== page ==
Things Fall Apart
Things Fall Apart Research Papers show the novel is about Africa, written by an African, Chinua Achebe. It is not just an account of activities in various areas of a nine-village clan; rather, it is a story that describes life, customs, and difficulties that arise when internal and external forces put pressure on the clans’ lifestyles. Things do, indeed, fall apart in many ways.
This is a very powerful novel, one that depicts the destruction of a man and his village in Nigeria. It is demonstrative of the indomitable spirit, as we see in Okunkwo, but also shows how that spirit can be crushed by intruders who violate the most basic rights of any people. Achebe has successfully and dramatically told the story of crushing the human spirit, caused by Westernization, colonization, Christianization, and the end of tribal beliefs and customs.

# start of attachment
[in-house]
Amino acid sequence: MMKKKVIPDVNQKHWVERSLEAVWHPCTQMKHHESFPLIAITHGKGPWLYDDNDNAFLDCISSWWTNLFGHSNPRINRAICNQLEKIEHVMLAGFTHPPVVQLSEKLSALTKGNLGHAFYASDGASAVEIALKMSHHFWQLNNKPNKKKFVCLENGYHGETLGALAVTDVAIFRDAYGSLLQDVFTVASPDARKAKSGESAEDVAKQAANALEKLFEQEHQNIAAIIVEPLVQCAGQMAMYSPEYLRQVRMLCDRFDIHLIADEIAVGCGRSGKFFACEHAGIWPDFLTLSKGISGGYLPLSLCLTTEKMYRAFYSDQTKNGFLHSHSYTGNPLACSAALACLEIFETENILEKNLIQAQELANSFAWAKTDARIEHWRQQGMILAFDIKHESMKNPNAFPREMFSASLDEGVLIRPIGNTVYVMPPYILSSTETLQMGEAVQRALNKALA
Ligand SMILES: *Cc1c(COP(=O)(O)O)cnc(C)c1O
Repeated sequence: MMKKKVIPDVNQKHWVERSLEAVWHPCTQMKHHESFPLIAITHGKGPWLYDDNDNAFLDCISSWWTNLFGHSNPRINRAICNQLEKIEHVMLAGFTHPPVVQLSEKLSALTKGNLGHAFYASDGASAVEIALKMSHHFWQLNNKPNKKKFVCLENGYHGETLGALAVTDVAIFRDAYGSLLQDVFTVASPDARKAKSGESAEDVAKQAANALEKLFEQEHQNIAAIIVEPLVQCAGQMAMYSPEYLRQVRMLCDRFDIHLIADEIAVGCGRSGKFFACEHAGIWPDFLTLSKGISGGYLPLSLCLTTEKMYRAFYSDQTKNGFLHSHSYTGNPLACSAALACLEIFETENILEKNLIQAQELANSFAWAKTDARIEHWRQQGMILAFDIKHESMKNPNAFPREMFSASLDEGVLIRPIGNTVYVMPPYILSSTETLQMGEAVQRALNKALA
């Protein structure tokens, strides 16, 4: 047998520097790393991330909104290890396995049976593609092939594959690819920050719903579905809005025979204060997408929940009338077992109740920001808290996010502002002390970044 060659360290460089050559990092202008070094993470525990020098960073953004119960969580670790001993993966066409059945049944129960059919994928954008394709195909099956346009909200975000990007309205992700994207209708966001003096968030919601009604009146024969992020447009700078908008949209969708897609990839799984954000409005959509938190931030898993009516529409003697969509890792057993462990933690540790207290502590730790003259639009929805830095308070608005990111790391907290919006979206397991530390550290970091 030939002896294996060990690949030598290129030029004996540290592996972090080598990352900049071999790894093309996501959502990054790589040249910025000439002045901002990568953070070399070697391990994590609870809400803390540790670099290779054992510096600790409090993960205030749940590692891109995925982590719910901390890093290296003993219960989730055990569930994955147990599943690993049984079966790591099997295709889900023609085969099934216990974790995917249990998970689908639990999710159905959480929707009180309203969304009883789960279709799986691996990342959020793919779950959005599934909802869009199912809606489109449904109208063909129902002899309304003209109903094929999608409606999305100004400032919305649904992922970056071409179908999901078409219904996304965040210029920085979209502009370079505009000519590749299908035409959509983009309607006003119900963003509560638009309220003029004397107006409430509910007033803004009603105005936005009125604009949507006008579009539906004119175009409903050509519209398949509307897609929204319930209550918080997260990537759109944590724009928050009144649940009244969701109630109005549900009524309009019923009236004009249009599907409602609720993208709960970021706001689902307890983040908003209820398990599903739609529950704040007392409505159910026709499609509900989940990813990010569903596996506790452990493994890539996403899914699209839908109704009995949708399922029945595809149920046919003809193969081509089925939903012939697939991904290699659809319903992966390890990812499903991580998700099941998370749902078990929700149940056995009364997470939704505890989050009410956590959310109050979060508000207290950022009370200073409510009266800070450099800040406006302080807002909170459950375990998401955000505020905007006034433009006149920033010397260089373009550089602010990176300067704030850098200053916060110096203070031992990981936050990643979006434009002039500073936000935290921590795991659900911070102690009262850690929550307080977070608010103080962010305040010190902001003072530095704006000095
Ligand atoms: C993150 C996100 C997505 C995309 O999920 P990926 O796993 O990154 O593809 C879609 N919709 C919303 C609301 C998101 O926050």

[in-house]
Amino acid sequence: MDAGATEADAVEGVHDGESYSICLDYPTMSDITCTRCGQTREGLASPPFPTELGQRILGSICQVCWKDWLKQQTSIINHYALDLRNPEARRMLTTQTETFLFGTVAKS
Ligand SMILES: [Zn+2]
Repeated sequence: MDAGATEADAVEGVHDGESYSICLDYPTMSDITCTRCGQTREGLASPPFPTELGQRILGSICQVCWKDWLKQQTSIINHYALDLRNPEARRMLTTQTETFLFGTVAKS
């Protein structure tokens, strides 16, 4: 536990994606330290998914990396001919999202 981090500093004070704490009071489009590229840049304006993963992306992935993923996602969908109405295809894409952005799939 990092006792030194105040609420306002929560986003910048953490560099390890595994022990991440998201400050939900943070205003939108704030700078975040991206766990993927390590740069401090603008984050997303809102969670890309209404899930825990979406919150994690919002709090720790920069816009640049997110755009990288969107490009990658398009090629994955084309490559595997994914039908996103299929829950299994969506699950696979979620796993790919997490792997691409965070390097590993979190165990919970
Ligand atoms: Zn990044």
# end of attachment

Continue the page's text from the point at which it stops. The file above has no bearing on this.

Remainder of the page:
Things Fall Apart is set in an area of Africa (presumably Nigeria), largely in the village of Umuofia, where the protagonist, Okunkwo, lives with his three wives and numerous children. His village is one of nine that had been founded by the nine sons of the first father of the clan to which Okunkwo belongs.
While learning about Christianity and other people of the world (whites, in this case) is perfectly fine, wiping out people and their customs and belief, as demonstrated by Achebe, leaves us saddened and disturbed. There is a strong, memorable lesson in Things Fall Apart, and that is we must respect all people of every ethnicity, treating them as equals, and respecting their way of life, no matter how remote it is from our own. Only then will we fully understand and embrace each other and live in harmony.